A letter from a dementia doctor's family after dementia (Part 3)

A letter from a dementia doctor's family after dementia (Part 3)

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Continued from Part 2

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A letter from a dementia doctor's family after dementia (Part 2)

6. Don't underestimate the power of housework: Doing household chores may seem mundane, but it actually requires a lot of brainpower. From planning the order of tasks to organizing the space, doing housework engages the frontal lobe of the brain's motor area. Even activities like stretching to dry quilts or using lower body muscles to vacuum can provide valuable stimulation. Plus, the sense of accomplishment that comes with tidying up can bring pleasure to the brain.

7. Stay hydrated: The brain is made up of 80% water, so any lack of hydration can hinder thinking. Clinical neuroscientist and psychiatrist Amon once scanned the brain images of a well-known bodybuilder who looked like a drug addict, but later discovered that he had lost a lot of water to look thinner before the photo was taken. After hydration, the brain images looked much more normal. So make sure to drink plenty of water throughout the day to keep your brain functioning at its best.

8. Smile and greet others: Interpersonal interaction and reducing the risk of depression are just some of the benefits of greeting others with a smile. It also helps you remember the other person's name and appearance characteristics, improving your brainpower.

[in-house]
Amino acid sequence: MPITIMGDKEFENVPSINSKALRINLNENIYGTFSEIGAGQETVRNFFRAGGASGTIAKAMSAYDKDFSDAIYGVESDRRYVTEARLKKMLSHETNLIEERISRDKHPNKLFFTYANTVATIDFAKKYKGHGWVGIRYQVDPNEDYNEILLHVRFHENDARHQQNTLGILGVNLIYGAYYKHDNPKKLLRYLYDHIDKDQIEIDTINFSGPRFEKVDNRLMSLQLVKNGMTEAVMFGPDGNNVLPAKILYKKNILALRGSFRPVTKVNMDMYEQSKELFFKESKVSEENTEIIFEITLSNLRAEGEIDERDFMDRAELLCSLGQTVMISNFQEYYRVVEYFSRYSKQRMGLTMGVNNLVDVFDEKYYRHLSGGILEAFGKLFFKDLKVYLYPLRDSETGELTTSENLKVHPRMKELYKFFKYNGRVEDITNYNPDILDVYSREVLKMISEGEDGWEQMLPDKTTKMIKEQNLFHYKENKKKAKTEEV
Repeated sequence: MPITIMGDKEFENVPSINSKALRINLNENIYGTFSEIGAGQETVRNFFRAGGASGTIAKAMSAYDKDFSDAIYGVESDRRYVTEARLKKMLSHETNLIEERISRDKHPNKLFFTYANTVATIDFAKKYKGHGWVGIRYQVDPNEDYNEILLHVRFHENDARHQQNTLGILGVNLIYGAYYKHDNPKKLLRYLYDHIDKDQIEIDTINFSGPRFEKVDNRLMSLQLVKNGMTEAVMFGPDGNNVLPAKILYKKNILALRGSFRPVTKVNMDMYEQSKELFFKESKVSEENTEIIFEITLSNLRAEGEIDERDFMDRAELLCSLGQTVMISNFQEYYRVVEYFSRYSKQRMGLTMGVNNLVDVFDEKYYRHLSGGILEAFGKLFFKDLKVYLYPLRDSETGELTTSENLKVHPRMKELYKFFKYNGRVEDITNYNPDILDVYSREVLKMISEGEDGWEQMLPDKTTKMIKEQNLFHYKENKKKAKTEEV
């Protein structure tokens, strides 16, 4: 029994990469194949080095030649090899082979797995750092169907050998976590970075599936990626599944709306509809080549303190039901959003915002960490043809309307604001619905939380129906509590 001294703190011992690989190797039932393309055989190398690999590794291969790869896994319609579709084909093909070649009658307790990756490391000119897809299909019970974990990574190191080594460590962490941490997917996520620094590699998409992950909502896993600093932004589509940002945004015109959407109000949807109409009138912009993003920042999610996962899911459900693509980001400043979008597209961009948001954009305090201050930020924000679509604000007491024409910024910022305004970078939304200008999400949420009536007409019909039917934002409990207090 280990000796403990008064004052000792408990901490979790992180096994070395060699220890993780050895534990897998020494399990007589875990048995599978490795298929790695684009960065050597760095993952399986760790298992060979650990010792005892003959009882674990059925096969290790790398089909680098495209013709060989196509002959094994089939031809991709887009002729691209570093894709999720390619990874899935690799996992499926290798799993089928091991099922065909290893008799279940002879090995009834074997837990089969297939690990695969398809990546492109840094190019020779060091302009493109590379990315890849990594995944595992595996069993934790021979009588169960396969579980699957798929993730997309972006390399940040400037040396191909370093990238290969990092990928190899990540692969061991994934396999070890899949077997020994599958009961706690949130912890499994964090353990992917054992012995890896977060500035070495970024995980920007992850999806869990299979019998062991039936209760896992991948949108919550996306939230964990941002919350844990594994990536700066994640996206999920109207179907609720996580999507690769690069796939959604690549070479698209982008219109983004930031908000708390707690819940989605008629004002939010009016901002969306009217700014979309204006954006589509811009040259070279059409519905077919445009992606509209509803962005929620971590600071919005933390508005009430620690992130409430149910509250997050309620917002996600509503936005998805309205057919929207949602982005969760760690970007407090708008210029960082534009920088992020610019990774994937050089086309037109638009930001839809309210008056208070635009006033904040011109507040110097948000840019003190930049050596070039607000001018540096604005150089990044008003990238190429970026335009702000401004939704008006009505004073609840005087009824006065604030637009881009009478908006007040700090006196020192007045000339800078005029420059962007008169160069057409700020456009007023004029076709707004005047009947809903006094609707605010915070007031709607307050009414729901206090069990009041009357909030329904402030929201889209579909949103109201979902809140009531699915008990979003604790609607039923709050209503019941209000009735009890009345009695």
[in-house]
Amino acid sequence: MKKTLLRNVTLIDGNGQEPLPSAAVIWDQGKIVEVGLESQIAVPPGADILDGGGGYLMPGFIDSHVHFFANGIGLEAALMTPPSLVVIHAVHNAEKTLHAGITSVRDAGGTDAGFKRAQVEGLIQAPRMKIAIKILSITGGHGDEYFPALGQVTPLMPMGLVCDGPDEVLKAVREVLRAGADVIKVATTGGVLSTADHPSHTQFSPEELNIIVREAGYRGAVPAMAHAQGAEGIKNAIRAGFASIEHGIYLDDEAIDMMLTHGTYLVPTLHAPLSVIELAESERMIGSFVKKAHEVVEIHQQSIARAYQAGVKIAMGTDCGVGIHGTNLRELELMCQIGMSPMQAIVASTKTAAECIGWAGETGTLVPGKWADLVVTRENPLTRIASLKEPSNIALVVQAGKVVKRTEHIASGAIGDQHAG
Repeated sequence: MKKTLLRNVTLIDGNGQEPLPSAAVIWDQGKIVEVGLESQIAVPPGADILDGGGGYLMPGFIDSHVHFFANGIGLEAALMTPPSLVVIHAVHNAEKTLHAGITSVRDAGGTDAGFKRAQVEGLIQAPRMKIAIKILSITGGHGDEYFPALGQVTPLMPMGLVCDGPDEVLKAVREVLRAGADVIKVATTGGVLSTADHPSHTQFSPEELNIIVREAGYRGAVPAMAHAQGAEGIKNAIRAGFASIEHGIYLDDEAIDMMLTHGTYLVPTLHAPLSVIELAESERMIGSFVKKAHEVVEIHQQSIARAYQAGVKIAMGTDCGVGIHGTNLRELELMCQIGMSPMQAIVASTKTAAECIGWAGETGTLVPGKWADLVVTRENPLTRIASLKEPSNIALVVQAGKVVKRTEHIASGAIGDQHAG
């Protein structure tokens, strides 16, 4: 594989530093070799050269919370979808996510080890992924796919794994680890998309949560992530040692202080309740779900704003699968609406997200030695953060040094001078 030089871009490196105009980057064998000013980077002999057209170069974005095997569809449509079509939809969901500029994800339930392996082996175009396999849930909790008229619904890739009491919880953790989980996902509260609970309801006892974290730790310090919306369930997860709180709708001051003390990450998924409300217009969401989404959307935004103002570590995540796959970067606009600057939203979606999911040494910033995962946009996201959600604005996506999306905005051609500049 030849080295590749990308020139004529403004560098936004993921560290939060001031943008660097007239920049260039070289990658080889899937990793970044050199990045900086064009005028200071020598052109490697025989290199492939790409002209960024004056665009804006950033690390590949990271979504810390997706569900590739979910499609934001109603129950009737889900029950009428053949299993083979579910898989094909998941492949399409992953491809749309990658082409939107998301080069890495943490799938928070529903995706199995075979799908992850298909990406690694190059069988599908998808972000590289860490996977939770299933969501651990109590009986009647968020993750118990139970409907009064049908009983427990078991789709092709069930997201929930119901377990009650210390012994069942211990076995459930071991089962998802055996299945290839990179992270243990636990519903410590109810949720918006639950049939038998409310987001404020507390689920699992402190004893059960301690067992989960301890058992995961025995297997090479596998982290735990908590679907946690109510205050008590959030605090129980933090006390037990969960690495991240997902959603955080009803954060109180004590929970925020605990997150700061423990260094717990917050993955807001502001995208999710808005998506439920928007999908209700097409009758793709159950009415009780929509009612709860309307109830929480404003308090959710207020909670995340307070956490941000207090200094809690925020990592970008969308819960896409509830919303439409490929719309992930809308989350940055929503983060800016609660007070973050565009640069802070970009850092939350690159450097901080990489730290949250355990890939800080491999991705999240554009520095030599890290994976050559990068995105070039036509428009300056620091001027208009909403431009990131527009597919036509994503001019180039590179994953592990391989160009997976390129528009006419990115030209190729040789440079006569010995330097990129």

9. Try something new each week: Stimulate short-term memory and build the brain's ability to interpret information by trying something unfamiliar. Take a different route home each day or change the time you take the bus. These small changes can make a big difference in keeping your brain active and engaged.

10. Go for a walk: Aerobic exercise, especially walking, is great for improving brain function. The coordination of limbs required for walking can activate the cerebellum, promote thinking, and improve the speed of cognition and information processing. Walking for 50 minutes three times a week can help you think more quickly.

11. Practice deep breathing: When you're anxious, it can be hard to focus or think clearly. The person in charge of the American Clear Brain website provides a meditation method: close your eyes, press your thumb on your little finger, imagine the beautiful feeling after exercise, and then take a deep breath for 30 seconds. Then press the ring finger with the thumb and imagine anything you like for 30 seconds, then press the middle finger to recall a loving moment for 30 seconds, and finally press the index finger to recall a beautiful place for 30 seconds.

12. Limit TV time: Watching TV doesn't require much brainpower, so it's best to limit your viewing time. Researchers in Australia found that people with better memory watched less than one hour of TV a day.

13. Eat foods high in folic acid and vitamin B12: These two vitamins help control homocysteine in the blood, which can damage the brain. A Swiss study found that people over the age of 60 with low intakes of these two vitamins were four times more likely to develop dementia than those with moderate intakes.

14. Enjoy spicy foods: Eating foods like curry that contain "curcumin" can help prevent dementia. Curcumin is a high-efficiency antioxidant that can inhibit oxidative damage to cells and prevent the disappearance of brain cell synapses.

15. Floss and brush regularly: Studies have found a link between gingivitis, periodontal disease, and cognitive dysfunction later in life. So make sure to floss every day and brush your teeth for at least 2 minutes each time to keep your mouth and brain healthy.